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Great Britain after the war
Image 73
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Webb, Sidney, 1859-1947. Great Britain after the war - Image 73. 1916. Special Collections, University of Houston Libraries. University of Houston Digital Library. Web. October 20, 2020. https://digital.lib.uh.edu/collection/scpamp/item/2338/show/2326.

Disclaimer: This is a general citation for reference purposes. Please consult the most recent edition of your style manual for the proper formatting of the type of source you are citing. If the date given in the citation does not match the date on the digital item, use the more accurate date below the digital item.

Webb, Sidney, 1859-1947. (1916). Great Britain after the war - Image 73. Socialist and Communist Pamphlets. Special Collections, University of Houston Libraries. Retrieved from https://digital.lib.uh.edu/collection/scpamp/item/2338/show/2326

Disclaimer: This is a general citation for reference purposes. Please consult the most recent edition of your style manual for the proper formatting of the type of source you are citing. If the date given in the citation does not match the date on the digital item, use the more accurate date below the digital item.

Webb, Sidney, 1859-1947, Great Britain after the war - Image 73, 1916, Socialist and Communist Pamphlets, Special Collections, University of Houston Libraries, accessed October 20, 2020, https://digital.lib.uh.edu/collection/scpamp/item/2338/show/2326.

Disclaimer: This is a general citation for reference purposes. Please consult the most recent edition of your style manual for the proper formatting of the type of source you are citing. If the date given in the citation does not match the date on the digital item, use the more accurate date below the digital item.

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Title Great Britain after the war
Alternative Title Great Britain after the war, by Sidney Webb and Arnold Freeman; being facts and figures, quotations and queries, suggestions and forecasts, designed to help individual inquirers and study circles in considering what will happen after war with regard to trade, employment, wages, prices, trade unionism, co-operation, women's labour, foreign commerce, the railways, the coal supply, education, taxation, etc. Dedicated to the Workers' educational association
Creator (LCNAF)
  • Webb, Sidney, 1859-1947
Publisher G. Allen and Unwin
Place of Creation (TGN)
  • London
Date 1916
Subject.Topical (LCSH)
  • World War, 1914-1918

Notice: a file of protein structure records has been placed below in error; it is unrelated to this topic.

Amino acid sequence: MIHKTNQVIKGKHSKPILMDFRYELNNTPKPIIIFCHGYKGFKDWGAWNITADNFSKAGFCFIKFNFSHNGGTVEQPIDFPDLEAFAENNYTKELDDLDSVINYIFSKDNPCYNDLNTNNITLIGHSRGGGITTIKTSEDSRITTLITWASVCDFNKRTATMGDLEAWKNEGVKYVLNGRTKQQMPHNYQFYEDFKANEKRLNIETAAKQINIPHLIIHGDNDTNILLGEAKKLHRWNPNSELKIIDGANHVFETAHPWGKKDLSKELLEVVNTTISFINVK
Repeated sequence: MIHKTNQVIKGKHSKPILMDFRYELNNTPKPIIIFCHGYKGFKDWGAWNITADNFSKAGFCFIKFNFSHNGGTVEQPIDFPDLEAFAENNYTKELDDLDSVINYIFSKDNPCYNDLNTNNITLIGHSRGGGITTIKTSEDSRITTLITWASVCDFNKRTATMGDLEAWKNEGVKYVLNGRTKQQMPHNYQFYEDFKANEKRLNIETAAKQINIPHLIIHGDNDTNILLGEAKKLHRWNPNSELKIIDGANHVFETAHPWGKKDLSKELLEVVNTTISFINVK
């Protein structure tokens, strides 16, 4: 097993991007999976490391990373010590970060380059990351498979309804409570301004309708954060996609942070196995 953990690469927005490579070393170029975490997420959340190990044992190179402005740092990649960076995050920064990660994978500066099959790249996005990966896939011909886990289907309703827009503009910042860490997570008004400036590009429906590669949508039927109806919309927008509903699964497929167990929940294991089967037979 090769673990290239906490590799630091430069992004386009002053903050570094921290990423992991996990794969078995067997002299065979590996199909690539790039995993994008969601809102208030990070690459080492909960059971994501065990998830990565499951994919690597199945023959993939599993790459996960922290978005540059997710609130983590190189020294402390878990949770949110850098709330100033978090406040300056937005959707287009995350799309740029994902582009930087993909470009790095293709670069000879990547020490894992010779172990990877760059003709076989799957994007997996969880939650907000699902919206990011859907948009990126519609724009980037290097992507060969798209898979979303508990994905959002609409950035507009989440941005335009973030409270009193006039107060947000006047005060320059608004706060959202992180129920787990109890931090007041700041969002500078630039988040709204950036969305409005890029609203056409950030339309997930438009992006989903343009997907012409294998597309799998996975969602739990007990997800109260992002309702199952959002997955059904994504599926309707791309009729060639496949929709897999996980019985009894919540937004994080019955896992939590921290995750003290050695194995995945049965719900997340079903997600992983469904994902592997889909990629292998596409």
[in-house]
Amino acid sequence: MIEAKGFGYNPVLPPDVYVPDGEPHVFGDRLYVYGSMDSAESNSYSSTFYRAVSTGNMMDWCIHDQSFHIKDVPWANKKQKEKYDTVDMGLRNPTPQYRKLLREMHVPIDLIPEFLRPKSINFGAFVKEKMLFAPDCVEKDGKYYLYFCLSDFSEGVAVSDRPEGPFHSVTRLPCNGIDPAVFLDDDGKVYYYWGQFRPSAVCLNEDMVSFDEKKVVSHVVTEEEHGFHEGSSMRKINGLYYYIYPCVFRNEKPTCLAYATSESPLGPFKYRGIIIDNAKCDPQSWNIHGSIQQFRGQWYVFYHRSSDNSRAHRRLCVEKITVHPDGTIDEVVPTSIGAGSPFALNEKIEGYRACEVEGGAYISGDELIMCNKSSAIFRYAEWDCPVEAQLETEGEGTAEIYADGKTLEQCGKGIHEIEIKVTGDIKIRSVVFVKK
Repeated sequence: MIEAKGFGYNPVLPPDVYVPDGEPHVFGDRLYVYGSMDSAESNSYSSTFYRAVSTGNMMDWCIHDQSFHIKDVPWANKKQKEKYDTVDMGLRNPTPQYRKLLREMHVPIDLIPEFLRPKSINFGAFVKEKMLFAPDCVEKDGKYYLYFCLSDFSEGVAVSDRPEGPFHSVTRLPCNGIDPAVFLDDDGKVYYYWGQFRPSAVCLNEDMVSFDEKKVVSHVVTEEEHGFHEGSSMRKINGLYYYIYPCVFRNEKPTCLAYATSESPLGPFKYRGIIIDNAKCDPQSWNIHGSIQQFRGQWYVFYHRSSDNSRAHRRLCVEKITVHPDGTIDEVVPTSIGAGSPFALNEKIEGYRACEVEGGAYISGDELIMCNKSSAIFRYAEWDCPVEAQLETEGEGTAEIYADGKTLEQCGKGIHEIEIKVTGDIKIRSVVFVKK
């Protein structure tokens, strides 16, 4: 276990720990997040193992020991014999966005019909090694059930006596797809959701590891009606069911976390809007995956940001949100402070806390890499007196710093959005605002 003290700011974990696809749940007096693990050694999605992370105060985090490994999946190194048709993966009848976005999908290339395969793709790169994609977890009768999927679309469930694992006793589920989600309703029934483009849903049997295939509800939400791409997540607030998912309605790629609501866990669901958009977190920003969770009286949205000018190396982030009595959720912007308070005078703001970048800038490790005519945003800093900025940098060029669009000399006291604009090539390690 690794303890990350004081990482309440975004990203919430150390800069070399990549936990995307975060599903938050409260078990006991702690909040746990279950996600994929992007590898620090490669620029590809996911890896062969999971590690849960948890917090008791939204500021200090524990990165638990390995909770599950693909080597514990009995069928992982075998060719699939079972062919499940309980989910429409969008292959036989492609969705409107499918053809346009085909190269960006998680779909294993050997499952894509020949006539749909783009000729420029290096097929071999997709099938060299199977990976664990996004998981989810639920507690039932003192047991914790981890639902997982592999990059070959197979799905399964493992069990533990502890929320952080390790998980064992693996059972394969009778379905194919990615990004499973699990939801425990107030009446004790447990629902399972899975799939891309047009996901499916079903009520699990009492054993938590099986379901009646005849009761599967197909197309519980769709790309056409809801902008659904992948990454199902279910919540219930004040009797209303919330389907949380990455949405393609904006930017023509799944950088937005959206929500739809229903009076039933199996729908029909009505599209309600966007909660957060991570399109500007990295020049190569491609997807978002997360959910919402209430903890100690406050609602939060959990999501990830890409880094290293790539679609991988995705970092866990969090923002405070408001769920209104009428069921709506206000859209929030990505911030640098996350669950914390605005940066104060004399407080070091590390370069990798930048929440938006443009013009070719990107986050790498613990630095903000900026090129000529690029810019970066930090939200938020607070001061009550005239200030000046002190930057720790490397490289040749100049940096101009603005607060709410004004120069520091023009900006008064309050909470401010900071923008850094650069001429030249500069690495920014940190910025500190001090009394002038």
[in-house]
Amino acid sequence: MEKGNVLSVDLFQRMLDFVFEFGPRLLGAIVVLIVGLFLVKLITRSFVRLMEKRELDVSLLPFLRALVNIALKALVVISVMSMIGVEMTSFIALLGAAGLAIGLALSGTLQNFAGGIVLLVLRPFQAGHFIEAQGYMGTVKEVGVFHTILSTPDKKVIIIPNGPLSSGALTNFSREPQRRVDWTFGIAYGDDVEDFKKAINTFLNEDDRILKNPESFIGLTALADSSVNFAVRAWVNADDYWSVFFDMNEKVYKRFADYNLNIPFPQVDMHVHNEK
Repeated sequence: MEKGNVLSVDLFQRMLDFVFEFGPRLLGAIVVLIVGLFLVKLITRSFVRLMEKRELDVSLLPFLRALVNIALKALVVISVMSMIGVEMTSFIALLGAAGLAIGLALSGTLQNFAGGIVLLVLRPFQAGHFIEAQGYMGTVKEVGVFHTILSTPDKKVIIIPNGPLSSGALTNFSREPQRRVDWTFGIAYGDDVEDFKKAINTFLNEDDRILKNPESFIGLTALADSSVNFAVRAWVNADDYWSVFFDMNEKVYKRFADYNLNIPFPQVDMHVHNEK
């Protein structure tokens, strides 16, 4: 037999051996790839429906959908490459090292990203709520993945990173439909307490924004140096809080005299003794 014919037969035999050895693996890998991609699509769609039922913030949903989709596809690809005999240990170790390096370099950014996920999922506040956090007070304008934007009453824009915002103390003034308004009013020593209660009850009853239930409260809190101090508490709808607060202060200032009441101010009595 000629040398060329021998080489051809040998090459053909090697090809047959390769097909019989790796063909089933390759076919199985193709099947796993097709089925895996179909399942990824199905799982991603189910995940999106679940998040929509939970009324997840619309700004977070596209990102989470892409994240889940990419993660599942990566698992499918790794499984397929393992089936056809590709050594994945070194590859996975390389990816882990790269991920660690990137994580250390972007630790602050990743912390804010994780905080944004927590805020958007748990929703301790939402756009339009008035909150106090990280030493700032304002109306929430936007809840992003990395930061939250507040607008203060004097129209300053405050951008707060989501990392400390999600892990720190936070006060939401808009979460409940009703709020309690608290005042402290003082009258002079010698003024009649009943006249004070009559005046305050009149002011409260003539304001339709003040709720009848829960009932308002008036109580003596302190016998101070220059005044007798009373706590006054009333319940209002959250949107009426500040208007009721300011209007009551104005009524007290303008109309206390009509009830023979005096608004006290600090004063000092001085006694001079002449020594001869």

• Economic policy
  • Economics
Subject.Geographic (TGN)
  • United Kingdom
Genre (AAT)
  • pamphlets
Language English
Type (DCMI)
  • Text
Original Item Extent 80 pages; 22 cm.
Original Item Location HC256.2.P27
Original Item URL http://library.uh.edu/record=b8302906~S11
Original Collection Socialist and Communist Pamphlets
Digital Collection Socialist and Communist Pamphlets
Digital Collection URL http://digital.lib.uh.edu/collection/scpamp
Repository Special Collections, University of Houston Libraries
Repository URL http://libraries.uh.edu/branches/special-collections
Use and Reproduction This item is in the public domain and may be used freely.
File Name index.cpd
Item Description
Title Image 73
Format (IMT)
  • image/jpeg
File Name uhlib_781144_072.jpg
Transcript GREAT BRITAIN AFTER THE WAR. 71 purposes—transport and manufacture, heat and light—to the whole kingdom. The Government should be pressed to carry out this plan of " super-power stations." (It is an exercise for the " scientific imagination " to visualise the consequences of such a development upon the health of the community, the distribution of population, manufacturing and agriculture, domestic work, and the cleanliness and beautv of our cities and our countryside.) 4. The Future of Power. (a) Four countries almost entirely monopolise the world's coal resources:—The United Kingdom is estimated to have 150,000,000,000 tons; Germany, 415,000,000,000; the United States, 1,400,000,000,000; China's undeveloped stores are probably greater than those of America, (b) We need not fear the actual exhaustion of our coal supply for a few centuries; what we have to fear is a much earlier exhaustion of that part of the supply which is accessible and easily worked. If we reach that point when we can only get our coal at a markedly greater cost than either Germany or America (? or China), we shall run the risk of declining as an industrial nation. It seems probable, however, that before that stage is reached new sources of power will be found, (c) Mineral oil is already being used in certain directions, though experts do not believe it will overthrow the supremacy of coal, with the notable exception of supplying power for shipping; and it seems likely to be exhausted even sooner than coal. This country has next to no resources in mineral oil (though oil shale is worked in the Lothians), and comparatively meagre resources in water-power, (d) It is not yet practicable to utilise either the sun's heat or the tides, (e) "The energy which we require for our very existence, and which Nature supplies us with but grudgingly and in none too generous measure for our needs, is in reality locked up in immense stores in the matter all around us, but the power to control and use it is not yet ours." (Professor Soddy : "Interpretation of Radium.") What effects will the passing of the coal age and the introduction of new sources of power have upon this country and upon the world? Can we make ourselves prepared as a nation for possible new developments? Have we any duty in this respect to posterity?